Monday, April 15, 2013

The Problem of Pain

Do you ever feel that God cannot be trusted?

April, T.S. Eliot writes, in the cruelest month, but all days are cruel. There are bombings in Boston and in Tel Aviv. My uncle, or my co-worker’s friend, has cancer. I am midway through an unexpected financial crisis that may not end at all well.

Yes, I know my Bible. I know that the Bible assures me that even in the darkest times God can be trusted.  He is, the Psalmist writes, “the strength of my heart and my portion forever.” No matter what happens to us on this earth, no matter how bad it gets, God will still be there.

Unfortunately, this rings surprisingly hollow in the middle of tragedy.

Did you have your legs blown off in an explosion? Sorry, but it’s a good thing that God is your portion and not your legs.

Are you falsely accused of a crime? That’s really too bad. Good thing that it’s God and not your reputation which is the strength of your heart.

Are you poor? Struggling? Desperately lonely? No matter. You don’t have anything on this earth besides God anyway.

Shrug it off, advice says. Deal with it. God is waiting for you in Heaven.

The thing is, the teaching that God is our heavenly portion only goes so far. I know my Bible, and I know that he also promises that “no disaster will come near” you. He is the Good Shepherd, and he tells us that he will lead us among green pastures and quiet streams – places of rest, not of flurry.

This doesn’t happen. At all.

No matter how much we tell ourselves that God is our portion, that we will enjoy being with Him in Heaven, sometimes bad things happen. Sometimes it feels like God hurts us deeply.

Would an earthly father let his children be crushed if he could stop it? Yes, earthly fathers let their children deal with relatively minor problems all the time, but I’m not talking about a little peer pressure in high school here.  People die in violence every day. People’s whole lives are ruined every day. A good father would stop that if at all possible.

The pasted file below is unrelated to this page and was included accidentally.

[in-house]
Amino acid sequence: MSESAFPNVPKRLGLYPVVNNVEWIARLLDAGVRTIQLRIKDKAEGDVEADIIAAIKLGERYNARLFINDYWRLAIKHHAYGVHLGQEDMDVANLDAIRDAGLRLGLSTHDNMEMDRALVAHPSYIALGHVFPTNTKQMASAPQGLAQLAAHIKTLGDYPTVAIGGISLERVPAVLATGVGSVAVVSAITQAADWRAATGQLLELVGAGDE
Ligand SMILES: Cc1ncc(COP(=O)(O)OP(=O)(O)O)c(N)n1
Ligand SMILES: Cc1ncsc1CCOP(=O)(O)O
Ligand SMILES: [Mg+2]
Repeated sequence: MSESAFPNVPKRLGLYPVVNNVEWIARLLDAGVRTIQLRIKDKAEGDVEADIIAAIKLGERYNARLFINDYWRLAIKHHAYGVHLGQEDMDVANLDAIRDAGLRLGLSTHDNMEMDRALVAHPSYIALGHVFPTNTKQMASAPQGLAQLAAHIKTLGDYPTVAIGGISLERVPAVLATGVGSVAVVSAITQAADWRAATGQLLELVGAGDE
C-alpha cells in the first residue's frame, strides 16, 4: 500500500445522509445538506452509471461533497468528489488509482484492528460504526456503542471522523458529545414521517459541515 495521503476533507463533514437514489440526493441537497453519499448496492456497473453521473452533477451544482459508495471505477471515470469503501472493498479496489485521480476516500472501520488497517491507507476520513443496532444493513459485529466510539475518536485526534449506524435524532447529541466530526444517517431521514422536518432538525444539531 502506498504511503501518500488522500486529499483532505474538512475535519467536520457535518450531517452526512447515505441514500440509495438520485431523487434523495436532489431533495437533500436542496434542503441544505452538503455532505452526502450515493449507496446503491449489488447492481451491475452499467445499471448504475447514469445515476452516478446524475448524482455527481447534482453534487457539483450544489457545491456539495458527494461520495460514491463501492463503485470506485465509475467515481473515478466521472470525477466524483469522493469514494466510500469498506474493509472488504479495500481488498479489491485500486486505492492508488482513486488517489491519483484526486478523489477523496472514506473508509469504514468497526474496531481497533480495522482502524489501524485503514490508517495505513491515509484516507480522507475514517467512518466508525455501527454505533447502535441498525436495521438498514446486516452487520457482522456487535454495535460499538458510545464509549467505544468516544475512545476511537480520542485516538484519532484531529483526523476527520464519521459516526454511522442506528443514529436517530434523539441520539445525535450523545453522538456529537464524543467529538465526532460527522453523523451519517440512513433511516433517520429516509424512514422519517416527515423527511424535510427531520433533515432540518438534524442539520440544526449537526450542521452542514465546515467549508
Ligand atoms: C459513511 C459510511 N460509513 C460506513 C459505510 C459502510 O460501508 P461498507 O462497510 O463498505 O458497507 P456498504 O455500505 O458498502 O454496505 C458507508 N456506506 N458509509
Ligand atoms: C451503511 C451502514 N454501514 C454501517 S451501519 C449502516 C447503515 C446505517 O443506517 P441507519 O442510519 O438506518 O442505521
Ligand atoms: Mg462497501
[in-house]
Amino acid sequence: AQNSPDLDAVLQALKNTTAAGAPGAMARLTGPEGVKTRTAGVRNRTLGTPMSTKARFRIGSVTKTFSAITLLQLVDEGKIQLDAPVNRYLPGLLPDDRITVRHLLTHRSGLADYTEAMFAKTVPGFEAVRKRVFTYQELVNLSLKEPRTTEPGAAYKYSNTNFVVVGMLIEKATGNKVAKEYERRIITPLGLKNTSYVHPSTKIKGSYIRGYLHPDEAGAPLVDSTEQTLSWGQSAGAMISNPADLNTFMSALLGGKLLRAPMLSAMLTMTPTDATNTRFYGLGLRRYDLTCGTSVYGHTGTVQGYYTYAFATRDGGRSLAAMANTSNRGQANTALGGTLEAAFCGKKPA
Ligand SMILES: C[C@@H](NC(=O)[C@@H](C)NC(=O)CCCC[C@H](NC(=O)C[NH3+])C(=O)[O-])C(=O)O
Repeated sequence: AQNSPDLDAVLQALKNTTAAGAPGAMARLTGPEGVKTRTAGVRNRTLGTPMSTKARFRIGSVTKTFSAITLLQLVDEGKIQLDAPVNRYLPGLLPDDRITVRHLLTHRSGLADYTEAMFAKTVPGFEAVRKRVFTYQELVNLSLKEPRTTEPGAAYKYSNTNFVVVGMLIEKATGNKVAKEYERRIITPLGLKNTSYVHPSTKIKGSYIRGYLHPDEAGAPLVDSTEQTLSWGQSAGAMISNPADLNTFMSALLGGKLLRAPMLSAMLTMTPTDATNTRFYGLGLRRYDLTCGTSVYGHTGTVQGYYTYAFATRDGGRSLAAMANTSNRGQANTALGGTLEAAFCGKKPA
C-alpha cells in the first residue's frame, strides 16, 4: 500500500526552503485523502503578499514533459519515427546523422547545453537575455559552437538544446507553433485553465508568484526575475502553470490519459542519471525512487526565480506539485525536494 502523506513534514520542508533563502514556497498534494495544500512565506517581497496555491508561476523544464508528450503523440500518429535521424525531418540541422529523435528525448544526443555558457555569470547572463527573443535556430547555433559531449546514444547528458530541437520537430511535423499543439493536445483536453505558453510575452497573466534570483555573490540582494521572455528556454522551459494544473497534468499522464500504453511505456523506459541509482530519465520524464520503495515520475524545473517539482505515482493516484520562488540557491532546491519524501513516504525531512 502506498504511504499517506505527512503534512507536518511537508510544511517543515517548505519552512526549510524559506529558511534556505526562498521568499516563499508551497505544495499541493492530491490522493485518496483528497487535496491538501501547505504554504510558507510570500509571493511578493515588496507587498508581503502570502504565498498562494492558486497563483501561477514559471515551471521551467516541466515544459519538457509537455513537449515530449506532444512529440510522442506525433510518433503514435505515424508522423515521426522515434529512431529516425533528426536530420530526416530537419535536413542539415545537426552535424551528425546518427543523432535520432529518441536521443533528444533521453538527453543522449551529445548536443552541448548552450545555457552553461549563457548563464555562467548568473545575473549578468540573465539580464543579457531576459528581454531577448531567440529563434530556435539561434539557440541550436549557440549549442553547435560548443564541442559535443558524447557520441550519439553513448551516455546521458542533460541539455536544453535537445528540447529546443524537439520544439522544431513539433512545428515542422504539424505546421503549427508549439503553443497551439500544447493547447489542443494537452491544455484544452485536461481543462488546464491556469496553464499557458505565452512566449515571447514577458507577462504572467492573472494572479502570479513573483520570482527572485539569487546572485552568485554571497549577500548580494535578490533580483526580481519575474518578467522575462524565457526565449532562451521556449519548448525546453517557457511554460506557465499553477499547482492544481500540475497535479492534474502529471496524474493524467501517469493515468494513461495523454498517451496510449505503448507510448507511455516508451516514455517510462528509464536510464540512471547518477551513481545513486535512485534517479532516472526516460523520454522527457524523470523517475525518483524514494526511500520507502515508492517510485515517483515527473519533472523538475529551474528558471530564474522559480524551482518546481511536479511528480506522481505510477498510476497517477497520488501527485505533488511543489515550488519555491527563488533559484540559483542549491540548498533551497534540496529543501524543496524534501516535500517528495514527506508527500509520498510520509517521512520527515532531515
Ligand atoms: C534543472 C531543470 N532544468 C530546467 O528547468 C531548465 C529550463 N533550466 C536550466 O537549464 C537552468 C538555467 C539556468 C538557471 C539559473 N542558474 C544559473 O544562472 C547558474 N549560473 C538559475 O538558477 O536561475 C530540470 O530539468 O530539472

Yet God doesn’t. God lets us live through it.

Why do we trust Him? Is He even trustworthy? How can we trust a God that sent His own chosen people through the Holocaust?

I have no answer. Is there any answer?

Yet In her novel The Sparrow, Mary Doria Russell, a convert to Judaism, writes this:

There's an old Jewish story that says in the beginning God was everywhere and everything, a totality. But to make creation, God had to remove Himself from some part of the universe, so something besides Himself could exist. So He breathed in, and in the places where God withdrew, there creation exists."

So God just leaves?

No. He watches. He rejoices. He weeps. He observes the moral drama of human life and gives meaning to it by caring passionately about us, and remembering."

Matthew ten, verse twenty-nine: Not one sparrow can fall to the ground without your Father knowing it."

But the sparrow still falls.

Yes, the sparrow still falls. We still fall. Tragedy happens, and it is inescapable.

Perhaps there never will be an answer. Yes, the sparrow falls. God did not push him, but God did not stop him falling either. God will never stop tragedy from entering our lives. He won’t. He never has.

The only thing that we can do in such circumstances is what God does: We can weep.

Enough with the preaching that God will protect us. Enough with the preaching that God will  comfort us in the middle of tragedy.  I am in the middle of tragedy, and there is little comfort.

All we can do is what we know – we know, whether from Judaic tradition or our own Scripture – that God does: weep.

Sometimes there is nothing to do but cry.

God cries.

Let us weep with those who weep, and let us ask no questions for there are no answers. 


  1. I'll weep with you.

    Praying for you too.

  2. I appreciate your post. I've been wrestling with a lot of this too. One of my favorite verses is "Jesus wept." He wept because He saw people He loved hurting.

    Lately I've been thinking about how I approach psalms. What kind of hermeneutic do I use? Because you're right--God doesn't always protect us. They say proverbs are just statements that are "generally true," not promises. Maybe psalms are just expressions of emotion, not necessarily truths or promises. I don't know.

    Just thinking out loud. I'm not sure how I found your blog but I've been reading it off and on for a year or so. Keep writing!

  3. Thanks for your prayers, Kristy.

    Jen, I'm glad you liked the post. One of my favourite parts of the Psalms is their honesty: On the one hand, the writers share their hope and even rhapsody in God; on the other, they share about very dark times in their lives. Thanks for the comment - It's always good to know that people are reading and benefiting from what I write.